She Who Dares: An Interview With Frances Katz
She Who Dares takes a look at female Warriors who we think are incredibly inspiring. There has been an undeniable trend in the screen action world recently, and this is the rise of the female warrior. We’ve written a past blog about the growth of women in the action industry, and the presence of female skilled supporting artists, featured action stars, stunt performers and stunt coordinators only continues to rise.
We’ve recently hosted a Warrior Masterclass Phase I course where over half the participants were female, and we thought it would be an excellent idea to talk to our female students, to discover what they think of this growth, and what has inspired them to pursue a career in screen action.
In our first She Who Dares interview, we will be talking with Frances Katz, who has rapidly moved through the first three stages in as little as 4 months. A student whose journey, we have found incredibly inspiring.
Hi Frances, you’ve recently just completed the Phase III titan course, how did you find it?
Yeah, I did prepare a lot for it. Lots of training with other British Action Academy Students, and even with people who had already completed Phase IV. You know, just trying to get well prepared. I just think, that on the day my performance wasn’t that great, and I actually didn’t do that well.
I understand though, the level was really high. I had a great time and it was a really good experience. I was disappointed about my result, but I think that’s all part of the game, that’s part of the industry, you’re going to get knocked down, and if you really want it you’ve just got to keep on working hard!
What ignited the interest in screen combat to start with?
I trained as a professional dancer and actress, mainly musical theatre. For years though, I always felt a bit lost, and even though I loved the performing, I always thought it was never my thing. People kept on saying “Oh, you’ve got so much power, you’re a bit too strong” and that really got me down. This is how I am, and this is the way I move!
It was about two years ago that I started to notice more attention on actresses who were taking leads in strong roles, I got really hooked into the whole Wonder Woman thing and I knew they were making the film. I had a few friends who did the film, who were dancers, and they had to train really hard to become these warriors. One of them actually had a really big role, she was one of the queens, and I was very inspired them.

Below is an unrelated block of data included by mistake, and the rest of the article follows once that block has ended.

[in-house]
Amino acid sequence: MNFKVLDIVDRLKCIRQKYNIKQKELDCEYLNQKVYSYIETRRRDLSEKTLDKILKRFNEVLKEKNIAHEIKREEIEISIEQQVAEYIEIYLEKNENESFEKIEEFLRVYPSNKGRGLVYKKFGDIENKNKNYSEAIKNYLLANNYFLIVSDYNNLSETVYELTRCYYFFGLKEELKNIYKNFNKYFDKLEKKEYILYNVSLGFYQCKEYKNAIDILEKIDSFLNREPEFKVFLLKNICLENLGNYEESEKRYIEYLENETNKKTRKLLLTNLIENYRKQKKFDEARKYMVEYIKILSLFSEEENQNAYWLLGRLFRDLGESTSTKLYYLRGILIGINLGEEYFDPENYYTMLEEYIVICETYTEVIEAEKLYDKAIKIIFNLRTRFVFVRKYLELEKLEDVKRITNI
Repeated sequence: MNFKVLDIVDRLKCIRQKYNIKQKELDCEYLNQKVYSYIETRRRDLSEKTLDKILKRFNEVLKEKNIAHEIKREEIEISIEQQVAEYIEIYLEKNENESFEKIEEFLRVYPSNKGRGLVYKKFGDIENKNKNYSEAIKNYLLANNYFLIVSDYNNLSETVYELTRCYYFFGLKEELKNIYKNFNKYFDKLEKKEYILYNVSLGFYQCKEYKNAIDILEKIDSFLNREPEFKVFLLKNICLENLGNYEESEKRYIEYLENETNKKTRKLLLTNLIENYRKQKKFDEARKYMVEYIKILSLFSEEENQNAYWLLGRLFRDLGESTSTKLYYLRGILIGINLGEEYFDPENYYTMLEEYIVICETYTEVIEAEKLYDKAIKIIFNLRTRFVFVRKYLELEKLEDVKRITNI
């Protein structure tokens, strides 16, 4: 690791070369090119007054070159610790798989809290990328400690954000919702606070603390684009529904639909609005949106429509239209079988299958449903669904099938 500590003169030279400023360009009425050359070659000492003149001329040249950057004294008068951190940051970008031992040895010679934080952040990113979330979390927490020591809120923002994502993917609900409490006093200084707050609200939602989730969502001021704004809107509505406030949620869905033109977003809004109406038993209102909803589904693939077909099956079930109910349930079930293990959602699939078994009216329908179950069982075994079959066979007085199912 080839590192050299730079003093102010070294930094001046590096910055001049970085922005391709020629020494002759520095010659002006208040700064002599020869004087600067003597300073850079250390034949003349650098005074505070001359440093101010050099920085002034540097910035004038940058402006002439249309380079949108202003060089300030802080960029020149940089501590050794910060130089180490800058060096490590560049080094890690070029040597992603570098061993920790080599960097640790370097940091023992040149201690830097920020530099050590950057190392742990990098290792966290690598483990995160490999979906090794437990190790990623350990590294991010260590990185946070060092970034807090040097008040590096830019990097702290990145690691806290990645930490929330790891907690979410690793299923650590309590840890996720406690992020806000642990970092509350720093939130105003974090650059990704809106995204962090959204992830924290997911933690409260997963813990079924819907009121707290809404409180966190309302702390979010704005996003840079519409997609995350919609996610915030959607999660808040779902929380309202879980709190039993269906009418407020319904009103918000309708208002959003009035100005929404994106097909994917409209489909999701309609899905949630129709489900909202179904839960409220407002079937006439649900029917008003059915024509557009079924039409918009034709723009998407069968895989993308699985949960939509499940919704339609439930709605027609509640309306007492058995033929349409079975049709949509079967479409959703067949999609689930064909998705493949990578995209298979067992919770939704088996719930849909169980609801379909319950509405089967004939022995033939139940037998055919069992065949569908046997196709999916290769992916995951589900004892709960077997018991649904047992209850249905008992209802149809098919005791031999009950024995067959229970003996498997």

I wished I had that opportunity but obviously, things happen for a reason and I just thought that the best way to get into this was to find out if could take any stunt skills or combat fighting courses, so I could work more in that industry. I had always wanted to work in film, but I just never knew where to start.
Had you done much screen work beforehand?
I had done a few TV programmes, and commercials, but never film. I had never had that opportunity, but I was just like “lets do this!” Then I met a casting director for Warner Bros. and we just had a chat. He didn’t offer me a job, but he just said he could give me guidance as an actress.
He told me I should go and find the best place to get screen combat training. So, I went away and asked a few friends, and everybody just kept saying The British Action Academy. So without a doubt I just booked everything. I didn’t even doublethink. I thought that if four people have said it, I did some research and it looked the best. I did my research on others who had done training, and on Andreas, and I didn’t even have to doublethink. It wasn’t just spending money, it was an investment.
What was it that you were hoping to get out of the courses?
More than anything, each time I go I feel like I’m closer to a job that I never thought I would be able to get. My ultimate goal is to make it into the film industry. I’m originally from Chile and I came all this way six years ago to become a dancer, and dancing was everything to me.
I just realised that I’m more attracted to the film industry and action, and there’s something about this whole powerful woman thing, that I find incredibly attractive, that I think not many are doing, and there's a huge opportunity there.
So in terms of getting into the industry, do you see that as an actress, or as a stunt woman?
I would love to say both. I don’t know if I have everything it takes to be a registered stunt performer. I know I can do a few of the skills. I can do the water skills, but it’s more the fighting I’m drawn to, it relates to the dance, and I think that’s why I like it so much.
I don’t know whether I will end up an actress or stunt performer, I’m just keeping my options open, and seeing how it goes!
I know you mentioned the Wonder Woman actresses earlier, but is there anyone you would single out as your biggest inspiration?